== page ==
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Add support for Retina displays when using element attribute "ng-src"

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Replaces the AngularJS directive

by a version which supports Retina displays.

If the browser runs on a Retina display and the referenced image is available in double resolution, then load the high resolution version of that image from the server.

Build Status Code Climate


If you prefer to host Javascript files locally instead of using a CDN, install them with:

npm install angular-retina

Client usage

Into the main HTML code, add the required URLs from the CDN or include the files locally:

Please note, that angular-retina requires

or later.

In Javascript, initialize the main module for your AngularJS application:

var my_app = angular.module('MyApp', [...other dependencies..., 'ngRetina']);

In the body of any HTML code, access static referenced images using:

or reference the image using AngularJS's markup:

Note that when using this module, adding the element attributes

becomes mandatory, as the displayed image otherwise gets scaled to its double size.

Just use it in your HTML-code as you would use the common AngularJS directive ngSrc:

Alternative infix

When this library was written, Apple Inc. recommended to use

as infix, for images optimized for Retina displays. In late 2013, they changed their mind, and now suggest to use the infix

Since Apple's former recommendation, the proposed infix has been hard coded into some server-side libraries for image generation. Therefore, in version 0.3.0 of angular-retina, a configuration function has been added, which shall be used to set the infix to the newly proposed

– but of course only, if the server-side also supports it!
my_app.config(function(ngRetinaProvider) {

Hide images until loaded, avoiding "broken image" display

To hide (

opacity: 0
) images until the library has determined what resolution to use, set the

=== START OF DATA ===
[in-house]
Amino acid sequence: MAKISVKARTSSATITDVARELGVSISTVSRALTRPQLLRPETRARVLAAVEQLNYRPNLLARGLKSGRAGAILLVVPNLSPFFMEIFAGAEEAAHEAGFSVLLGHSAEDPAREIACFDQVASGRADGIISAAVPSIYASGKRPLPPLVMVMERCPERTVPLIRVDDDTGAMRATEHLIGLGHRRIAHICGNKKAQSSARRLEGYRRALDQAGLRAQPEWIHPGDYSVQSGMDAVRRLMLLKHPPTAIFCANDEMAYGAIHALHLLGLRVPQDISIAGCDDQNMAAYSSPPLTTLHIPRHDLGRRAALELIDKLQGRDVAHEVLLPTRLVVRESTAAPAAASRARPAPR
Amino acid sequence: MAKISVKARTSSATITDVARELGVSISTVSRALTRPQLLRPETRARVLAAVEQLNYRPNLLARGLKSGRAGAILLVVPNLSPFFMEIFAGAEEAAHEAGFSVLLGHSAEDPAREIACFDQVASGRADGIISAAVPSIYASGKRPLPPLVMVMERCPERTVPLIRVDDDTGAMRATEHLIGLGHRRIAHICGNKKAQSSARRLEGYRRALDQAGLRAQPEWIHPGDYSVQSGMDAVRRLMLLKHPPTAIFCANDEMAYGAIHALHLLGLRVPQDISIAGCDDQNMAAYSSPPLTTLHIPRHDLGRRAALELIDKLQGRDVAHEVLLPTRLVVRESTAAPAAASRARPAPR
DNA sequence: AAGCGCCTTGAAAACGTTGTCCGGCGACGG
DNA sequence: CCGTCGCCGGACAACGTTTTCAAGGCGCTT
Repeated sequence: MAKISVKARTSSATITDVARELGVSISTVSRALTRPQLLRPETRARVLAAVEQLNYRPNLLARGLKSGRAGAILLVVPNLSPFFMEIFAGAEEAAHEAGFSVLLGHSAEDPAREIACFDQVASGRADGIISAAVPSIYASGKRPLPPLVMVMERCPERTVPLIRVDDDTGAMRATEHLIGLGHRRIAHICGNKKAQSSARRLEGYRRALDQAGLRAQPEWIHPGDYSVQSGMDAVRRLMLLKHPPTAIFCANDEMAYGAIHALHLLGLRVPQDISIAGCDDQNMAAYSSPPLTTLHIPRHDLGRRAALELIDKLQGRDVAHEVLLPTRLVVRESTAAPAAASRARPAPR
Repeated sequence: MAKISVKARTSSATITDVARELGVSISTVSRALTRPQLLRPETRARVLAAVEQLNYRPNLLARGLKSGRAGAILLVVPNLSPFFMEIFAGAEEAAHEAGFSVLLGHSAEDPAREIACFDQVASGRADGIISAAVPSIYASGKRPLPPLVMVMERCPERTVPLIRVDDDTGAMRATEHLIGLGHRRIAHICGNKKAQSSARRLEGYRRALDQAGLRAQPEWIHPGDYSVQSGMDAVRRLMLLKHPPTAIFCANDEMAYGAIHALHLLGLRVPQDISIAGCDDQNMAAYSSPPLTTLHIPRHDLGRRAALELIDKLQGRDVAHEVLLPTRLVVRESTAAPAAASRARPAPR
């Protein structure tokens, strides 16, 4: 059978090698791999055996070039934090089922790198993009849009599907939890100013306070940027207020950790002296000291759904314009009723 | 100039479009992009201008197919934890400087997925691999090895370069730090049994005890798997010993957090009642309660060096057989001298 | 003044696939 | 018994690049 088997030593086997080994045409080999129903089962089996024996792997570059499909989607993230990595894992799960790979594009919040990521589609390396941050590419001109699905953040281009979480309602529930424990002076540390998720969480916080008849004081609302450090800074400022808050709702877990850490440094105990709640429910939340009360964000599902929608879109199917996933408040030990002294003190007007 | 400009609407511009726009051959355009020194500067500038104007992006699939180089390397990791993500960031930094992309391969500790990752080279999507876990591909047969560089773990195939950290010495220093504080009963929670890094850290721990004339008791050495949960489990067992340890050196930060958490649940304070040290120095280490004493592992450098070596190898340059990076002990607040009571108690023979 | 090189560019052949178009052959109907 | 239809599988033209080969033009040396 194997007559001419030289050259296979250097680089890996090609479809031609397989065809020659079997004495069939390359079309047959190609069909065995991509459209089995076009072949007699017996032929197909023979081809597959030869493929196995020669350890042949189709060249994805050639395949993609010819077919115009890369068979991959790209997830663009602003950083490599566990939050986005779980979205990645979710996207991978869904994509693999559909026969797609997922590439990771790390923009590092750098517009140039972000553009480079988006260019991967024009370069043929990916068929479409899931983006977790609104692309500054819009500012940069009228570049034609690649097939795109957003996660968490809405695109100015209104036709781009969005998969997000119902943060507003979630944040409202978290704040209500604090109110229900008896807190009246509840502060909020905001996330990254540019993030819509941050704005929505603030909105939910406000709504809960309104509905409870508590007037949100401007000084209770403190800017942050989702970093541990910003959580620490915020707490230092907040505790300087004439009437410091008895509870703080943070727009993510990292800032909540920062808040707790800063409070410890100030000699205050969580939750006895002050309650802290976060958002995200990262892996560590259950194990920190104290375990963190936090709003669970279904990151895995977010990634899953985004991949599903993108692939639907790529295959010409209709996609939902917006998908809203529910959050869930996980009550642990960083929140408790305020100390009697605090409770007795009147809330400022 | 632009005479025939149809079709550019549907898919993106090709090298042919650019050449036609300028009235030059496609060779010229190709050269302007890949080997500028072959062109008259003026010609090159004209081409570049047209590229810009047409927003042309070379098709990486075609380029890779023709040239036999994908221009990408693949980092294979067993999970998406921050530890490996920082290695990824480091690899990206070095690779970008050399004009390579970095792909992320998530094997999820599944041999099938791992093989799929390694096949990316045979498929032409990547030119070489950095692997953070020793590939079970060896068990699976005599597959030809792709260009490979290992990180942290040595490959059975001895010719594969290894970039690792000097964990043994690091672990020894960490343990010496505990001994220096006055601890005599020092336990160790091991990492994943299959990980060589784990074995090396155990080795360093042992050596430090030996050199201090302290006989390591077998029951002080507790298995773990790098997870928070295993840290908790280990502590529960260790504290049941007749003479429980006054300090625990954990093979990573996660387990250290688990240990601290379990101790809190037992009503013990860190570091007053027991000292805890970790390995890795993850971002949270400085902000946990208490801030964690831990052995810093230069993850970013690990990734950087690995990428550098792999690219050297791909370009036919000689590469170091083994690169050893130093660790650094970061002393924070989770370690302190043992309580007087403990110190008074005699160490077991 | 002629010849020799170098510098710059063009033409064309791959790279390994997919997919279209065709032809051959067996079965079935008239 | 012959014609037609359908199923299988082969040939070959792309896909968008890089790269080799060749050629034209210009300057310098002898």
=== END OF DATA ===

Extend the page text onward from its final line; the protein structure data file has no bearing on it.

and the image has finished downloading, use the following config:
my_app.config(function(ngRetinaProvider) {

Images with embedded hash

When using a framework that embeds a digest/hash to the asset URL, the problem is that a high-resolution verison would have a different hash and would not follow the usual pattern that ends with @2x. Instead the hash is added at the end, i.e.

/images/[email protected]{hash2}.jpg
, so the automatic detection of image URL would fail.

The solution is to supply the high-resolution URL image from the outside of the library using the


On the server

Applications supporting Retina displays should include two separate files for each image resource. One file provides a standard-resolution version of a given image, and the second provides a high-resolution version of the same image. The naming conventions for each pair of image files is as follows: + Standard:

+ High resolution:

If the browser runs on a high-resolution display, and if the referenced image is available in high-resolution, the corresponding

tag is interpreted, such that the image in high-resolution is referenced.

This module can also be used to reference static image urls, to load the high resolution version on Retina displays.

Same Origin Policy

In order to verify if the image exists in high resolution, angular-retina invokes a HEAD request with the URL of the high-res image.

For security reasons, Javascript may not access files on servers starting with a different domain name. This is known as the Same Origin Policy. Therefore please ensure, that all images accessed through

can be loaded from the same domain as the main HTML file.

Release History

  • 0.1.0 - initial revision.
  • 0.1.3 - fixed problems with minified JS code.
  • 0.2.0 - using sessionStorage instead of $cacheFactory to boost performance.
  • 0.3.0 - added
    to configure the used infix for Retina images.
  • 0.3.1 - added a noretina attribute support to conditionally disable the "retinification" for an element.


© 2015 Jacob Rief

MIT licensed.

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